Click here for a clip of “Tom Dooley” as sung by Doc Watson, and here for a clip as sung by Frank Proffitt, both courtesy of the Southern Folklife Collection at UNC-Chapel Hill. The songs, and many others, are available on CD and vinyl in the Southern Folklife Collection, which like the North Carolina Collection, is located in Wilson Library. While you’re here, check the UNC-Chapel Hill Library catalog for the availability of The Ballad of Tom Dooley.



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Filed under 2010-2019, 2011, Historical, McCrumb, Sharyn, Mountains, Watauga, Wilkes

Clyde Edgerton. The Night Train. New York: Little, Brown and Company, 2011.

The phrase “the night train” has two meanings in Clyde Edgerton’s latest novel. For most people in Starke, North Carolina, this daily event is something to which they give little thought. Accepting the brief clatter, many have trained themselves to sleep right through it. The tracks upon which the train glides divide the small town racially, with Larry Lime Beacon of Time Reckoning Breathe on Me Nolan (so named by his grandmother) being from the black side and Dwayne Hallston being from the white side. Although they live on different sides of the track, Larry Lime and Dwayne forge a friendship that encompasses their shared love of mischief and music – and overlooks race.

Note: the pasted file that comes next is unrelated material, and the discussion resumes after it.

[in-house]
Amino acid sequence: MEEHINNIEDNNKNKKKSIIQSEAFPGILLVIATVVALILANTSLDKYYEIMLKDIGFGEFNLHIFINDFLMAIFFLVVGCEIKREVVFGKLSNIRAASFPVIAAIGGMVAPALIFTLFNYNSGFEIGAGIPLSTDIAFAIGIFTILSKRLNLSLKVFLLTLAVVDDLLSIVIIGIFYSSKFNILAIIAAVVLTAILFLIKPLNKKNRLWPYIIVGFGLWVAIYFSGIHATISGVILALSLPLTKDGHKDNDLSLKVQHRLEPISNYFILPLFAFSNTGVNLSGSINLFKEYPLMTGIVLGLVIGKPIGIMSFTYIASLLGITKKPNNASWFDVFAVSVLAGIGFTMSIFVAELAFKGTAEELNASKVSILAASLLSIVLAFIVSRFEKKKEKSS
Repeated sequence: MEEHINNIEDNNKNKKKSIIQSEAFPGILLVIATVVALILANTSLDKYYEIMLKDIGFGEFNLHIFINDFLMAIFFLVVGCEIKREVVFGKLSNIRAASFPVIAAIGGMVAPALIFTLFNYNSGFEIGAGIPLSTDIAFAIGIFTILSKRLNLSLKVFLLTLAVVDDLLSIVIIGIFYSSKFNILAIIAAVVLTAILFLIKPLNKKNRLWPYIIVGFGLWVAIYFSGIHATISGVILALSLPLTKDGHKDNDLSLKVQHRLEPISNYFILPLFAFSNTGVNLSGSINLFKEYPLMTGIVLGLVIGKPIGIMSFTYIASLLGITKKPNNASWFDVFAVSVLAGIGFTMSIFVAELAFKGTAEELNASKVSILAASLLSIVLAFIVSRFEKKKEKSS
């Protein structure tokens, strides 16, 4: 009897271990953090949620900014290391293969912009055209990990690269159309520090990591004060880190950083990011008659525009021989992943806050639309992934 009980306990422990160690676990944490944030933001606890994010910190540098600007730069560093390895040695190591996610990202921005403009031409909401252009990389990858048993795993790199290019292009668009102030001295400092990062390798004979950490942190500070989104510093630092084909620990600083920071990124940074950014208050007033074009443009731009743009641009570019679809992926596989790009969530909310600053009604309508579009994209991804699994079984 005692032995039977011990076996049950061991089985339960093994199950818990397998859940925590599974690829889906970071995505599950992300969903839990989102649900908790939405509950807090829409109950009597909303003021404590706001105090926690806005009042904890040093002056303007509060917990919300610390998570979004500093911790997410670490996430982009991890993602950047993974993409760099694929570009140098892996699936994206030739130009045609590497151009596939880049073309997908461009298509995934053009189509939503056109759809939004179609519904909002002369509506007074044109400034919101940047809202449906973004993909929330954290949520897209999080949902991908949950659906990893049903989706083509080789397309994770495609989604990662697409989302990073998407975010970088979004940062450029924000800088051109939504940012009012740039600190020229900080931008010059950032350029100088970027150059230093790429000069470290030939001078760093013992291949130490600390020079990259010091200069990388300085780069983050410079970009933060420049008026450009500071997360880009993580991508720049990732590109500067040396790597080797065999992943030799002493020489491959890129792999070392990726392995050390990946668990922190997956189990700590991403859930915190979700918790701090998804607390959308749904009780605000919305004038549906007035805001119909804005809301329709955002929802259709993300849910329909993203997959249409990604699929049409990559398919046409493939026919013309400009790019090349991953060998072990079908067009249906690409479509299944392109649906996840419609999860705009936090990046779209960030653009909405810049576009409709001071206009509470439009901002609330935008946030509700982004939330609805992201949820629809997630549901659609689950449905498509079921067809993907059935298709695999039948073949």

For Larry Lime and Dwayne (and anyone else following pop culture in 1963) “Night Train” represents the hottest single on the charts. James Brown’s unbelievable presentation of it on Live at the Apollo prompts Dwayne to envision his band performing a similar rendition on the local television program The Brother Bobby Lee Reese Country Music Jamboree (a show that “people on both sides of the tracks enjoyed”). Fortunately for Dwayne, Larry Lime is musically gifted, especially after taking lessons from a  jazz master called The Bleeder, and he instructs his friend on exactly how to move, sound, and look on stage. When Dwayne and his band, the Amazing Rumblers, land a spot on the show, Dwayne and Larry Lime see firsthand how unprepared Starke (and society) is to see a white boy impersonating James Brown. In an age of sit-ins, with the Ku Klux Klan seven miles down the road, and prejudice strong, Dwayne and Larry Lime test the status quo, not afraid to blow like the night train through Starke, North Carolina.